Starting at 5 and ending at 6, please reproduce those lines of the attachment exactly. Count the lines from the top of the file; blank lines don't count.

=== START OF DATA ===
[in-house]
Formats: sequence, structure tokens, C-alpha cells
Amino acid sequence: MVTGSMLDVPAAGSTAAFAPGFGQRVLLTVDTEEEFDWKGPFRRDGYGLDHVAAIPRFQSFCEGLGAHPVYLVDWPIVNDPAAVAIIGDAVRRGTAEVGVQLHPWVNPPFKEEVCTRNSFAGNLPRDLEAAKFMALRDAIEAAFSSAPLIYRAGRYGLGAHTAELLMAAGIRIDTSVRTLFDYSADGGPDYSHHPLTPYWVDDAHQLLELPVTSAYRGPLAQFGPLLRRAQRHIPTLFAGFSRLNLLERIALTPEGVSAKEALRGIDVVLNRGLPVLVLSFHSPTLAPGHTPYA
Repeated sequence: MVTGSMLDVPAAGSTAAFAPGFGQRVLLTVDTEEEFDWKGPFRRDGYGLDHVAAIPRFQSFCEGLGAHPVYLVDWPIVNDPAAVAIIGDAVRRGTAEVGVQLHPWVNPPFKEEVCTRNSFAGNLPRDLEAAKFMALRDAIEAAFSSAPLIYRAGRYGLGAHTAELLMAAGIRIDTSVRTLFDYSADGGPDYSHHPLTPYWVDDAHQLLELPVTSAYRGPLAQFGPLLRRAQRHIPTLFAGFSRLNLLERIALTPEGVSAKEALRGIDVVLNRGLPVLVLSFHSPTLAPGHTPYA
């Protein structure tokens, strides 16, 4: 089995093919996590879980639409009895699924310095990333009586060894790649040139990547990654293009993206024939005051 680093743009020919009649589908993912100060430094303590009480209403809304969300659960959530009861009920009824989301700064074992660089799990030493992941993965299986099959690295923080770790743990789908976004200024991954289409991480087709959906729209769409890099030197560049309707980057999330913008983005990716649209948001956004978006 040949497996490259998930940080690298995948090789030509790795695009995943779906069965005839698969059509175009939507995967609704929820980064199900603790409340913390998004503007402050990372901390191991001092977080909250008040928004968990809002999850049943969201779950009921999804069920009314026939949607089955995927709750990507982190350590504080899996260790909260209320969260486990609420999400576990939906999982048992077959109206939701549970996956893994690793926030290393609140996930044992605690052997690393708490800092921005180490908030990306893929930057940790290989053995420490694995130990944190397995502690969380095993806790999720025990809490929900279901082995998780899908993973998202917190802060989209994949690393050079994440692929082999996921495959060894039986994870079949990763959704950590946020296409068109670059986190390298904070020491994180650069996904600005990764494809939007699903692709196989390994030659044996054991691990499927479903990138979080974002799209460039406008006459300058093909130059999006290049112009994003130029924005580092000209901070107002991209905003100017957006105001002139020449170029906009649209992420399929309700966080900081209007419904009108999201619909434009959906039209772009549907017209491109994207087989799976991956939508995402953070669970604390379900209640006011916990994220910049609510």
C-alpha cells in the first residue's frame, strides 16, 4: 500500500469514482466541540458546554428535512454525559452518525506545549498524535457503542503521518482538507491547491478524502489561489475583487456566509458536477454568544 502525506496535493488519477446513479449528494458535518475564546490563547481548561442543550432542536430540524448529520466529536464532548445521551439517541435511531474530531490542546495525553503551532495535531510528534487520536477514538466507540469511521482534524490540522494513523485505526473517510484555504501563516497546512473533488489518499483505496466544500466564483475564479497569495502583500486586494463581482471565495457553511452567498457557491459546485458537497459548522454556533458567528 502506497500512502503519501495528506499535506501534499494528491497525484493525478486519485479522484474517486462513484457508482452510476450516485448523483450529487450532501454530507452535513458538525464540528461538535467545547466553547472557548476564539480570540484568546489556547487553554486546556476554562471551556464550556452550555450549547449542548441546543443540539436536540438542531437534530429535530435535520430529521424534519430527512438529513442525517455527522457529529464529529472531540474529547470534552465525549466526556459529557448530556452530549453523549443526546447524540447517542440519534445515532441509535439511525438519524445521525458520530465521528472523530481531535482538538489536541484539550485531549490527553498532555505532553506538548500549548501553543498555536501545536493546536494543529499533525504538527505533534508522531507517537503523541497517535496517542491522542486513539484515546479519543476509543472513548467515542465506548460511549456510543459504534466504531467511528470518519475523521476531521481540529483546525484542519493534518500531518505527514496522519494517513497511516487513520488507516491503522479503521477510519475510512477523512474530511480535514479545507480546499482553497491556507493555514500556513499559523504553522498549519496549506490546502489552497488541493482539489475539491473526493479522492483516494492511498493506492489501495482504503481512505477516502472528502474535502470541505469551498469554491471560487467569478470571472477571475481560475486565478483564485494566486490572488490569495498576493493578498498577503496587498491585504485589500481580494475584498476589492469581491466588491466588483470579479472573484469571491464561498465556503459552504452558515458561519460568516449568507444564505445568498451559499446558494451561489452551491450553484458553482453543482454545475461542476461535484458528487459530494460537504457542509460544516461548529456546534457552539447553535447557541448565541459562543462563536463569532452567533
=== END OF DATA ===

């Protein structure tokens, strides 16, 4: 089995093919996590879980639409009895699924310095990333009586060894790649040139990547990654293009993206024939005051 680093743009020919009649589908993912100060430094303590009480209403809304969300659960959530009861009920009824989301700064074992660089799990030493992941993965299986099959690295923080770790743990789908976004200024991954289409991480087709959906729209769409890099030197560049309707980057999330913008983005990716649209948001956004978006 040949497996490259998930940080690298995948090789030509790795695009995943779906069965005839698969059509175009939507995967609704929820980064199900603790409340913390998004503007402050990372901390191991001092977080909250008040928004968990809002999850049943969201779950009921999804069920009314026939949607089955995927709750990507982190350590504080899996260790909260209320969260486990609420999400576990939906999982048992077959109206939701549970996956893994690793926030290393609140996930044992605690052997690393708490800092921005180490908030990306893929930057940790290989053995420490694995130990944190397995502690969380095993806790999720025990809490929900279901082995998780899908993973998202917190802060989209994949690393050079994440692929082999996921495959060894039986994870079949990763959704950590946020296409068109670059986190390298904070020491994180650069996904600005990764494809939007699903692709196989390994030659044996054991691990499927479903990138979080974002799209460039406008006459300058093909130059999006290049112009994003130029924005580092000209901070107002991209905003100017957006105001002139020449170029906009649209992420399929309700966080900081209007419904009108999201619909434009959906039209772009549907017209491109994207087989799976991956939508995402953070669970604390379900209640006011916990994220910049609510």
C-alpha cells in the first residue's frame, strides 16, 4: 500500500469514482466541540458546554428535512454525559452518525506545549498524535457503542503521518482538507491547491478524502489561489475583487456566509458536477454568544 502525506496535493488519477446513479449528494458535518475564546490563547481548561442543550432542536430540524448529520466529536464532548445521551439517541435511531474530531490542546495525553503551532495535531510528534487520536477514538466507540469511521482534524490540522494513523485505526473517510484555504501563516497546512473533488489518499483505496466544500466564483475564479497569495502583500486586494463581482471565495457553511452567498457557491459546485458537497459548522454556533458567528 502506497500512502503519501495528506499535506501534499494528491497525484493525478486519485479522484474517486462513484457508482452510476450516485448523483450529487450532501454530507452535513458538525464540528461538535467545547466553547472557548476564539480570540484568546489556547487553554486546556476554562471551556464550556452550555450549547449542548441546543443540539436536540438542531437534530429535530435535520430529521424534519430527512438529513442525517455527522457529529464529529472531540474529547470534552465525549466526556459529557448530556452530549453523549443526546447524540447517542440519534445515532441509535439511525438519524445521525458520530465521528472523530481531535482538538489536541484539550485531549490527553498532555505532553506538548500549548501553543498555536501545536493546536494543529499533525504538527505533534508522531507517537503523541497517535496517542491522542486513539484515546479519543476509543472513548467515542465506548460511549456510543459504534466504531467511528470518519475523521476531521481540529483546525484542519493534518500531518505527514496522519494517513497511516487513520488507516491503522479503521477510519475510512477523512474530511480535514479545507480546499482553497491556507493555514500556513499559523504553522498549519496549506490546502489552497488541493482539489475539491473526493479522492483516494492511498493506492489501495482504503481512505477516502472528502474535502470541505469551498469554491471560487467569478470571472477571475481560475486565478483564485494566486490572488490569495498576493493578498498577503496587498491585504485589500481580494475584498476589492469581491466588491466588483470579479472573484469571491464561498465556503459552504452558515458561519460568516449568507444564505445568498451559499446558494451561489452551491450553484458553482453543482454545475461542476461535484458528487459530494460537504457542509460544516461548529456546534457552539447553535447557541448565541459562543462563536463569532452567533